// Global Variable
  int MyModule_MyVariable;

Function Names

Function name notation is determined by function scope. Strictly speaking functions can be local or global in scope. However, AGS does not permit forward references, so in practice local functions are often categorized as being ethier a utility function or an application function. The intent of these groupings is to organize the Module Script so that forward reference problems do not arise.

Utility Function - Utility functions have local scope and by convention may be called by other utility functions or application functions. Their names are formed using Lowercase Notation.

   // Utility Function
   function my_function() {

Application Function - Application functions also have local scope but by convention may not be called by other application functions or utility functions.

   // Application Function
   function MyFunction() {

Global Function - Global functions, as one would expect, have global scope and may be called from the Global Script or any Room Script. Global function names are formed using Camel Notation prefixed with the module name.

   // Global Function
   function MyModule_MyFunction() {

An alternative to using global functions is to use static member functions which are discussed below. One advantage is that static member functions are recognized but the auto-complete feature of the Script Editor.

Structures Defined in the Module Script

Structures are created using the "struct" keyword in either the Module Script or in the Module Header. Structures defined in the Module Script have local scope and may contain only member variables.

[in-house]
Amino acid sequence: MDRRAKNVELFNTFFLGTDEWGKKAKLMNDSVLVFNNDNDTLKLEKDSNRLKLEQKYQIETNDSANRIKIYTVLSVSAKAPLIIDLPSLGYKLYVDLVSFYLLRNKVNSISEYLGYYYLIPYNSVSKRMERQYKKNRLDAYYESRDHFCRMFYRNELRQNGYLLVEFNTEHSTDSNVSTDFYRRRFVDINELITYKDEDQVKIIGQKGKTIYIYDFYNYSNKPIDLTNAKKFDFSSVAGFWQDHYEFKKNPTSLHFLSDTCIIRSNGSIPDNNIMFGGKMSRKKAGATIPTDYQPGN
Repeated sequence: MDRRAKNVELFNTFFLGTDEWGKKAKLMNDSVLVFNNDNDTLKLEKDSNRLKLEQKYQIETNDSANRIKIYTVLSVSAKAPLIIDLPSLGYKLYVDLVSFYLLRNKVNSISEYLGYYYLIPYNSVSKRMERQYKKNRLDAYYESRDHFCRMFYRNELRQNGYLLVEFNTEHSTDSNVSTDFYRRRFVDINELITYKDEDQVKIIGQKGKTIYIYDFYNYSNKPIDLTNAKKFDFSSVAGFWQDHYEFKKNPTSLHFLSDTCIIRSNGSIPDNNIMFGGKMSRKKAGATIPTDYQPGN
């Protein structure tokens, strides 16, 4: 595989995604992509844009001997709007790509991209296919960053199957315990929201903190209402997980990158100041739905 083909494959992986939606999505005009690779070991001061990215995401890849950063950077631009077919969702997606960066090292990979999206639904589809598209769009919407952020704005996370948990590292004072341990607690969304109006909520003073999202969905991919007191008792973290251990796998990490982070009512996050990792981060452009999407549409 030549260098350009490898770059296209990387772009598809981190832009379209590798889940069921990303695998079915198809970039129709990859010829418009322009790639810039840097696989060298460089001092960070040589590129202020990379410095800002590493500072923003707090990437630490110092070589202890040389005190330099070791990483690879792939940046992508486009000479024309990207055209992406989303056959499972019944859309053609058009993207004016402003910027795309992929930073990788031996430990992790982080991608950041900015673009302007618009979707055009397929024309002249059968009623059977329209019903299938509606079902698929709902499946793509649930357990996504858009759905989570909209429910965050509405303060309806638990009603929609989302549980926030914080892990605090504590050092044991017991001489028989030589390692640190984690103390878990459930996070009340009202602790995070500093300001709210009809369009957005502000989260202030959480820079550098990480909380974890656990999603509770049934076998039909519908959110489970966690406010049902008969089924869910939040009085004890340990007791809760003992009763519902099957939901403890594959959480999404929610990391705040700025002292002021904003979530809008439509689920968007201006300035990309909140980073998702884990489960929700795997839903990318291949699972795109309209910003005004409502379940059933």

Structure Name - The names of structures, defined within the Module Script, are to be formed using Lowercase Notation.

Member Variables - The names of member variables, of structures defined with the module script, are to be formed using Camel Notation.

   // Module Script Structure Definition
   struct mystruct {
      int    MyInt;
      char   MyChar;   
      short  MyShort;
      float  MyFloat;    
      String MyString;  // see note below

Instances of structures are to be named according to the above rules governing the naming of static and dynamic variables. Instances of structures are commonly created outside the bounds of any fucntion and so are static and are named using Camel Notation.

   // Module Script Structure Instance
   mystruct MyStruct;

   // Accessing member variables of MyStruct
   MyStruct.MyInt = 42;
   MyStruct.MyChar = 42;
   MyStruct.MyShort = 42;
   MyStruct.MyFloat = 42.0;
   StrCopy(MyStruct.MyString, "42");

Structures Defined in the Module Header

Structures defined in the Module Script have global scope and may contain both member variables and member functions. Such structures are similar to C++ objects (not to be confused with AGS room objects) in form and function.

Normally there will be a "main" structure, defined in the Module Header, having the same name as the module itself. This struture's name is, of course, in Camel Notation as is the module name. The names of public members are to be in Camel Notation while the names of private members are to be in Lowercase Notation as shown below.

   // Main Structure
   struct MyModule {
      // Public Member Variables
      int MyVar;
      writeprotected int MyReadOnlyVar;

      // Public Member Functions
      import function MyFunc();

      // Public Static Member Functions
      import static function MyStaticFunc();
      // Private Member Variables
      protected int my_var;  

      // Private Member Functions
      import protected function my_func();

The distinction between public and private members is that public members are globally accessable while private members are accessable only by other members of the structure.

Static member functions have the same characteristics as global functions. They are accessed via the definition of structure rather than an instance of the structure.

   // Global function call

   // Equivalent using static functions   

The latter is the prefered method of providing global access to functions as it is more consistent with the new AGS scripting language. As of this writing, static member variables are not supported so this methodology is not a possible alternative to global variables.

Additional structures defined within the Module Header, are to be named using Camel Notation prefixed with the module name. Member variables and member functions are to be named according to the above rules.